“What is climate?” Over the past several months, 5th and 6th graders from around the world have asked scientists for a user-friendly answer.
More than 100 submissions poured in for consideration by hundreds of 11-year-old judges in the 2018 Flame Challenge. In the end they chose Stony Brook’s own Soumyadeep “Deep” Mukherjee as a winner.
Mukherjee was honored in the “Writing” category for this year’s Flame Challenge, sponsored by the Alan Alda Center for Communicating Science at Stony Brook University. Founded in 2012 by Emmy award-winning actor and science enthusiast Alan Alda, the contest invites scientists of all backgrounds to explain complex topics to kids in ways that are innovative, entertaining, and easy to understand.
“I hear from scientists that those who are good at communicating about their own science are much better able to have attention paid to their work by other scientists, by funders, by policymakers,” Alda explained. “If you only communicate in the jargon of your field, you’ll never be able to collaborate with people in other fields that might help you discover something entirely new. It begins with your students and with your colleagues.”
This is the first time a Stony Brook scientist has won the challenge.
Mukherjee, a postdoctoral researcher for Stony Brook’s Program in Public Health, has worked hard over the past several years to hone his science communication skills. He recently participated in one of the Alda Center’s Improvisation for Scientists workshops, an experience that blends theatrical techniques with public speaking, audience engagement and message branding.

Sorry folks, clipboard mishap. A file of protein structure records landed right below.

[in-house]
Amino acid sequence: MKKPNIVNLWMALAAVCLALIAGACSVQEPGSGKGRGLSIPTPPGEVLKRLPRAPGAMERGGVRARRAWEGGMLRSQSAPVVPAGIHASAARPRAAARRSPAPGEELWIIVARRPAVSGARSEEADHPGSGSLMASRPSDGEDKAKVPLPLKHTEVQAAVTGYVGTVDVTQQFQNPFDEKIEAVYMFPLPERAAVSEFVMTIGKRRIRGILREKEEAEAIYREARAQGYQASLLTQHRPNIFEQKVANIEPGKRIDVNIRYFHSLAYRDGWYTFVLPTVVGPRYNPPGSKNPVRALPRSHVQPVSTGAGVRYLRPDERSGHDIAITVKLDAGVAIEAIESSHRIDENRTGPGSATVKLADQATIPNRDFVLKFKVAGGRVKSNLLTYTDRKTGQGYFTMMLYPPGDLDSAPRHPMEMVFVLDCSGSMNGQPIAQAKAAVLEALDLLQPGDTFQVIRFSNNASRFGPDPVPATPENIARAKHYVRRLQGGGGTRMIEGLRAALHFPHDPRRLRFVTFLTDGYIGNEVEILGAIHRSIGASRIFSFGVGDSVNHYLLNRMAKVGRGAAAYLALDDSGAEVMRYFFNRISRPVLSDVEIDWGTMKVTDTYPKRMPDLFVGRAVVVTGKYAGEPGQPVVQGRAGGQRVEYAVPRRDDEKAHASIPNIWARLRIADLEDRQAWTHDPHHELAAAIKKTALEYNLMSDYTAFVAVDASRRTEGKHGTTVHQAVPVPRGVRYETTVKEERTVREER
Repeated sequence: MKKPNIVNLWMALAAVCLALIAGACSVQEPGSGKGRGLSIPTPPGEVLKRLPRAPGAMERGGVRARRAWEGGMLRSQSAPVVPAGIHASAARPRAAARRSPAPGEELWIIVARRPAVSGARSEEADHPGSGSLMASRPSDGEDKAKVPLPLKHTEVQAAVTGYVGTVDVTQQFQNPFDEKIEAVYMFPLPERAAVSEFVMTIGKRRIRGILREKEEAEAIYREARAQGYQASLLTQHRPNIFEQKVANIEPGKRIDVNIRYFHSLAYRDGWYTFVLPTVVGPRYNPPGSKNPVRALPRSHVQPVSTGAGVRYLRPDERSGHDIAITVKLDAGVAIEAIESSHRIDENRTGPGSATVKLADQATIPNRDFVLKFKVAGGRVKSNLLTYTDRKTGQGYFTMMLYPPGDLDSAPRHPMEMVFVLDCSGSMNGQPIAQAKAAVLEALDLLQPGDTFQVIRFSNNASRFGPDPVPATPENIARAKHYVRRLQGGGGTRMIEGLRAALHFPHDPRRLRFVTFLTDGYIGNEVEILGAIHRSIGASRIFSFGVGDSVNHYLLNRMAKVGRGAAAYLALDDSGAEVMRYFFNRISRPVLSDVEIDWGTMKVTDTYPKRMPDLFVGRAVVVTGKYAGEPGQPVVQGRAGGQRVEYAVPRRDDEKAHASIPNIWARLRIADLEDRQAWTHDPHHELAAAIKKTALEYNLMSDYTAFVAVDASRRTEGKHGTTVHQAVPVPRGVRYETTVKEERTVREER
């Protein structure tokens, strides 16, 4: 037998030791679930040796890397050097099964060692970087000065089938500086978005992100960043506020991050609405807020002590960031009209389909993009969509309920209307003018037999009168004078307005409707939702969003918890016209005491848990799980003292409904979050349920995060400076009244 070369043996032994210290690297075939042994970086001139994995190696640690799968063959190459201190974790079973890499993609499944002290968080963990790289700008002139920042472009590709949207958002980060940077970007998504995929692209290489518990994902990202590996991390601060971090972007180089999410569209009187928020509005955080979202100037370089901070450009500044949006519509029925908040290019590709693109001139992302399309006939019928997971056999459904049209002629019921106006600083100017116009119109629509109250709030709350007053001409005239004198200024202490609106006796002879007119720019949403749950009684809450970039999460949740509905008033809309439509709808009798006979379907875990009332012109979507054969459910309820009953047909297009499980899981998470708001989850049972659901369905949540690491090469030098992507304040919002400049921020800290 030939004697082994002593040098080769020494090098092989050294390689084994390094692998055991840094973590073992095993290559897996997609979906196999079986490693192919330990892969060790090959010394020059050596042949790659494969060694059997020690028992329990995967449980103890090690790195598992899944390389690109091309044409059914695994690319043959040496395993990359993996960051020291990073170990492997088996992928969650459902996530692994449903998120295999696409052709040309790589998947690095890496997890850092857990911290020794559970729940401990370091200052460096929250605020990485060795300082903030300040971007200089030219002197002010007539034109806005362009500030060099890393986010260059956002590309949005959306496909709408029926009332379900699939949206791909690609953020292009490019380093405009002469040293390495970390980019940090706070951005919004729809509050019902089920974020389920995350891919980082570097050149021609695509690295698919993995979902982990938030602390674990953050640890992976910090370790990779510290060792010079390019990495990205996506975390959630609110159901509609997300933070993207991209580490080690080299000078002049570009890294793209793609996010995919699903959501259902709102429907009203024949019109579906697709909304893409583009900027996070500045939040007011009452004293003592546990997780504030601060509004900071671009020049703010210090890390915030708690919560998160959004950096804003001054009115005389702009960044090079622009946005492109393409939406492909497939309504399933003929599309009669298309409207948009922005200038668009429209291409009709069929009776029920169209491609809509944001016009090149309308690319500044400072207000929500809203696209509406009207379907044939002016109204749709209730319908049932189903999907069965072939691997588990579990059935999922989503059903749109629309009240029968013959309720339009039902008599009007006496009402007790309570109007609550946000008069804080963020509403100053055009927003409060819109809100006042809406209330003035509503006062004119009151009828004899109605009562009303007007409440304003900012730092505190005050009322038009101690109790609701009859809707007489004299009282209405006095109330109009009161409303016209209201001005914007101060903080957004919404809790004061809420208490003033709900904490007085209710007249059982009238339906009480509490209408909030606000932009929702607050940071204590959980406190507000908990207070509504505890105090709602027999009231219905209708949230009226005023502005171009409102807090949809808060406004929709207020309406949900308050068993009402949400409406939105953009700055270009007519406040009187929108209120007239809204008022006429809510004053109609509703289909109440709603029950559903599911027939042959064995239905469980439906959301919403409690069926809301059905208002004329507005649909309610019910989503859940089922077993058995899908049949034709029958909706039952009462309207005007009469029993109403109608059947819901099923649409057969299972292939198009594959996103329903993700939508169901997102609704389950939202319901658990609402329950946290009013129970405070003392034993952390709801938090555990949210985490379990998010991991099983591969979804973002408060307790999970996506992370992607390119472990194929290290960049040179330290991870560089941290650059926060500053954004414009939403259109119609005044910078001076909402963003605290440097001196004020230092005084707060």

For his winning entry, Mukherjee talked about what it might be like to leave snowy New York for balmy Miami on a family vacation.
“Weather and climate are like close relatives. They have some similarities, but they are different!
Climate tells us how a place ‘feels’ over a long time. Climate depends on where a place is located. If you go to the North Pole, it will be freezing cold even in the month of May! Science uses different names to describe different kinds of climate. The hot (and sometimes wet) climate in Miami is called ‘tropical climate,’ the climate at North Pole is ‘Arctic climate.’ New York City is usually colder than Miami, but warmer than the North Pole. It is sometimes called ‘temperate climate,’” he wrote.
“Initially I was a little intimidated by [the Flame Challenge] because I don’t know any 11-year-olds, and I didn’t grow up as one here in the United States,” Mukherjee said. “But then I learned not to underestimate them. They are excited to learn and there’s so much you can teach them. If I can connect to an 11-year-old, I can connect to anyone.”
Mukherjee will receive a $1,000 cash prize for his entry. On June 3, he will attend the World Science Festival in New York City, where he will participate in a climate presentation and meet Alan Alda.